One of the great love songs, though Sinead O’Connor was thinking about the death of her mother when she wept those iconic tears. O’Connor’s intense sincerity was already painful enough on record; the stark images of her bare, childlike face are completely heartrending. It was the ultimate artistic statement from a singer who bared her inner self in an unprecedented way. It was also a creative reaction to everything that was overstyled, overhyped and insincere in pop music at the time. The 80’s were an orgy of big hair, clashing colors and puffy skirts. Though we now feel a lot of nostalgia for those styles, for those actually trying to live and be creative in those times, the emphasis on gloss and artificiality was suffocating. Sinead O’Connor’s unapologetic rejection of the glamour standard was a game-changer. Sinead was punk as all fuck. And she had a lot of things to say. She didn’t always say her piece coherently, and she sure burned a lot of bridges. But she put her foot down and demanded to be seen and heard on her own terms.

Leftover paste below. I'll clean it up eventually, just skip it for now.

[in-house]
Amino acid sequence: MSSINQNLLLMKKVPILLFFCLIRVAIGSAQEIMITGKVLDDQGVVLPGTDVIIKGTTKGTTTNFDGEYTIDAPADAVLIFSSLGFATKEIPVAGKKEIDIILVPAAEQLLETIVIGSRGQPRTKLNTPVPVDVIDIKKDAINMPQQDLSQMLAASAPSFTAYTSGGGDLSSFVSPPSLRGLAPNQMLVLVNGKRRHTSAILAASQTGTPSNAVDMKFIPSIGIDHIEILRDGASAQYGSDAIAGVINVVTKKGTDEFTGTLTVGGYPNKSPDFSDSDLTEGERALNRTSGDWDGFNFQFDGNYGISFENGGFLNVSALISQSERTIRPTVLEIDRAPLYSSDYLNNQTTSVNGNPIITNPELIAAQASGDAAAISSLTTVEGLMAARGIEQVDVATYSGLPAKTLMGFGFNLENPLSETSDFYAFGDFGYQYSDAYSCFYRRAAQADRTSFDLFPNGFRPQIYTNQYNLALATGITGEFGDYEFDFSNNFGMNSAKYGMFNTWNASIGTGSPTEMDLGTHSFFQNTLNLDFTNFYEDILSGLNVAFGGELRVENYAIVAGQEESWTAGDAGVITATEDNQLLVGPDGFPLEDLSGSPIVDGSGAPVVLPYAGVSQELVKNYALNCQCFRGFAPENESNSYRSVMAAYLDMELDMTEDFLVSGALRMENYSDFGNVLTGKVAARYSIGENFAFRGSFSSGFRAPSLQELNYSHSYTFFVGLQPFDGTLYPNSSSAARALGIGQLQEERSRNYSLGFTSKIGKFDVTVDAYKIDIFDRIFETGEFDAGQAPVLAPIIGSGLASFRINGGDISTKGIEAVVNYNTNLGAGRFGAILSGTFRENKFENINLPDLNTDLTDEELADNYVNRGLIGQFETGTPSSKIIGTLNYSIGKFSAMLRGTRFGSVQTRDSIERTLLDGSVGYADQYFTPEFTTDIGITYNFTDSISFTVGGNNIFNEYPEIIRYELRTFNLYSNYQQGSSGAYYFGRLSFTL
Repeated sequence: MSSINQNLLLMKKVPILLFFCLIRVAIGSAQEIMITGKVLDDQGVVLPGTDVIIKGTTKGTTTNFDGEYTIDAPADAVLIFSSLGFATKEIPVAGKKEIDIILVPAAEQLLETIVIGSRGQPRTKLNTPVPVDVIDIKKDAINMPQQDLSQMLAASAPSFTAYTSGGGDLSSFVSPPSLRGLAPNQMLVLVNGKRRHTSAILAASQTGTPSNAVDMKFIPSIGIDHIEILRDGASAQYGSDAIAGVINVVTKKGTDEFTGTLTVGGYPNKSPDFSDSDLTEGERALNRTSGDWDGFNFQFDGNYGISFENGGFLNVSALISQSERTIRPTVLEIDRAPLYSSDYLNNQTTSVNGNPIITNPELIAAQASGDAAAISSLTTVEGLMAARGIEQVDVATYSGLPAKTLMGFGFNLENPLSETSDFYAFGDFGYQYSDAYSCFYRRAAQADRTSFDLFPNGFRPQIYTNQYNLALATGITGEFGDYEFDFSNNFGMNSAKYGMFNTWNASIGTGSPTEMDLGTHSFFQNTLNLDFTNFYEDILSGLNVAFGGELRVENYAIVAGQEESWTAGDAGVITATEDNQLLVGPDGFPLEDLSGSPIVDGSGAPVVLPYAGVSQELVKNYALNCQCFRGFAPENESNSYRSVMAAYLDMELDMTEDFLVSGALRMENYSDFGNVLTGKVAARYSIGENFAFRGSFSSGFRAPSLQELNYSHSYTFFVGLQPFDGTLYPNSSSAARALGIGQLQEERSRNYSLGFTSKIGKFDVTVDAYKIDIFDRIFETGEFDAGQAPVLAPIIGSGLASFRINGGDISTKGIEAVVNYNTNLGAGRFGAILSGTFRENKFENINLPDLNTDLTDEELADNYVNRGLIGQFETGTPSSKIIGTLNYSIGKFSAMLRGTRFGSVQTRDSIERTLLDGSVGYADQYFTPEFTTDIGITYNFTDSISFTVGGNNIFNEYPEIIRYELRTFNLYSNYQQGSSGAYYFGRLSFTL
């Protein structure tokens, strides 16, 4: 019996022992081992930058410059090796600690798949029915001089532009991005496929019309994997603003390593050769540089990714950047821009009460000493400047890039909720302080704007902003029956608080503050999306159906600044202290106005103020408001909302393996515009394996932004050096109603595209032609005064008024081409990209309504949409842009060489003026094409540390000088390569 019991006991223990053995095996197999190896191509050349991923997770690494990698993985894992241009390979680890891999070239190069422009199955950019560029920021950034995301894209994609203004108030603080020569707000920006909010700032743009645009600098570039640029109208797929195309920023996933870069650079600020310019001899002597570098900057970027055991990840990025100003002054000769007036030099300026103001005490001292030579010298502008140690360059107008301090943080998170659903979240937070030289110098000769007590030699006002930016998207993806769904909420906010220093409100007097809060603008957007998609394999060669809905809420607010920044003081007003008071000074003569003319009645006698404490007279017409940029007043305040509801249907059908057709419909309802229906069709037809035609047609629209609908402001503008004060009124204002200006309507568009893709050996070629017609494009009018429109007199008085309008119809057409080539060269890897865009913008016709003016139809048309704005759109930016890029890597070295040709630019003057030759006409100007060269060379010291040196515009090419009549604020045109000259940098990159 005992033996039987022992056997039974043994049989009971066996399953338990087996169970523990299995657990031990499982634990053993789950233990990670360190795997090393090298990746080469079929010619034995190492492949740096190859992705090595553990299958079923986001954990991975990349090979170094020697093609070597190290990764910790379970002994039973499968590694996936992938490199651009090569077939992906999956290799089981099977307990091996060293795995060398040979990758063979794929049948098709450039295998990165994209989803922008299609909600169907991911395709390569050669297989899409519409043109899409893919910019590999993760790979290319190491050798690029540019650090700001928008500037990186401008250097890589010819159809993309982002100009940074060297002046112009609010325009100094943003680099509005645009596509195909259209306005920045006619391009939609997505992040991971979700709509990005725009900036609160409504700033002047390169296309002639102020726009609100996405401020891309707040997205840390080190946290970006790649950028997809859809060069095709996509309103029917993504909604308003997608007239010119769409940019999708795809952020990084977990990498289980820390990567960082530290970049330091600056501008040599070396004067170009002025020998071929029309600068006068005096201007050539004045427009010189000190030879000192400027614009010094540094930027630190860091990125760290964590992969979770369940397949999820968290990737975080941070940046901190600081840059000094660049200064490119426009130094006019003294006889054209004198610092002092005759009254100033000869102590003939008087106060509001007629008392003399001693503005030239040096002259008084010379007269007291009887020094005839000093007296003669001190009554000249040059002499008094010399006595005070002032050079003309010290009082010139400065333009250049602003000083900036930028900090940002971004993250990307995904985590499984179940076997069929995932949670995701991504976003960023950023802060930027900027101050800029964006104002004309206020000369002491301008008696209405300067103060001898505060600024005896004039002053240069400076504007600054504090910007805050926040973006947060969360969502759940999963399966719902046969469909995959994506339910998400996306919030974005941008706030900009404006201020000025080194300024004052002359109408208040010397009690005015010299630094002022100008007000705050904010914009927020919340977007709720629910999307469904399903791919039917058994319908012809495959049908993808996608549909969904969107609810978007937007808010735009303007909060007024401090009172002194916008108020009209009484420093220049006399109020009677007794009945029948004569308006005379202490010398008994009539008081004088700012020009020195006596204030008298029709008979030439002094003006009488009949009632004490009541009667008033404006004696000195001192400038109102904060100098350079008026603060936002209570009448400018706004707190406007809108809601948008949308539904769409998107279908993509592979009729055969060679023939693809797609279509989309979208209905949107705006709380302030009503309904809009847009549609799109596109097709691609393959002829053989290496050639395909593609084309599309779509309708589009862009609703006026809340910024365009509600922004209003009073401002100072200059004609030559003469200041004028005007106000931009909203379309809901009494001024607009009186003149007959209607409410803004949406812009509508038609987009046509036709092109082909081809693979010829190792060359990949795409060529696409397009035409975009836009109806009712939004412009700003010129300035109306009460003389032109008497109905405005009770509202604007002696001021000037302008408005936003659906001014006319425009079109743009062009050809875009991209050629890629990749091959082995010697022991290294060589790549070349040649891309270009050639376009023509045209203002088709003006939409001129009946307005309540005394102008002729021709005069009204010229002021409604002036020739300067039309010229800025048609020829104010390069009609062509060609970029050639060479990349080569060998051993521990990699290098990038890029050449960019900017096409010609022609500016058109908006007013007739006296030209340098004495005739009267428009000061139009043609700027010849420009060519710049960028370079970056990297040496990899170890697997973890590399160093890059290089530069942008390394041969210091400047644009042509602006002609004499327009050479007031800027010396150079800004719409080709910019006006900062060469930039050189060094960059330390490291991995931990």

It’s a bit of a shame that, after everything she’s done as an awakening inspiration for a generation of feminists, she seems to have ended up on the wrong side of the debate for a new generation. In 2013, the pop singer Miley Cyrus took overt inspiration from the imagery of Nothing Compares 2 U in her video for the hit song Wrecking Ball. The video was controversial for its nudity and suggestive images. O’Connor jumped in with an open letter to Cyrus, but instead of being supportive, she took a judgmental tone, accusing the younger singer of ‘pimping herself’ and of allowing the music industry to take advantage of her sexuality. Cyrus responded that her nudity was her own choice and her sexuality was her own to do with as she pleased. Although I think Miley Cyrus has zero value as a musical artist, I agree with her. She’s created a wild-child image for herself, explicitly sexual and implicitly self-empowered. That reflects the attitudes of the younger generation. In 1990, Sinead O’Connor’s buttoned up personal style was a reaction to the all-flounce and no substance excess of the Madonna years; it resonated with a generation of women who were sick of prom queen pop stars with deep cleavage and nothing to say for themselves. O’Connor introduced grunge style and confessional songwriting. But for the young women who’ve come of age since then, the landscape has changed. They don’t see style and substance as mutually exclusive, and they see sexuality as yet another facet of free personal expression. When young women embrace formerly ‘demeaning’ things like pole dancing, BDSM, or pornography as part of their own liberation, it sets older feminists’ heads spinning. Isn’t this what we fought to liberate you from, they ask. If it’s freely and happily chosen, it’s not demeaning, the young explain, sometimes to deaf ears. The Sinead/Miley debate just really illustrates in simple terms the generation gap and resulting in-battles within the movement. It’s unfortunate that Sinead O’Connor doesn’t seem to grasp this, but really, who can blame her. She fought so hard against a status quo that silenced women by using their own sexuality as a weapon against them. It’s ok if she can’t relate to the generation she paved the way for.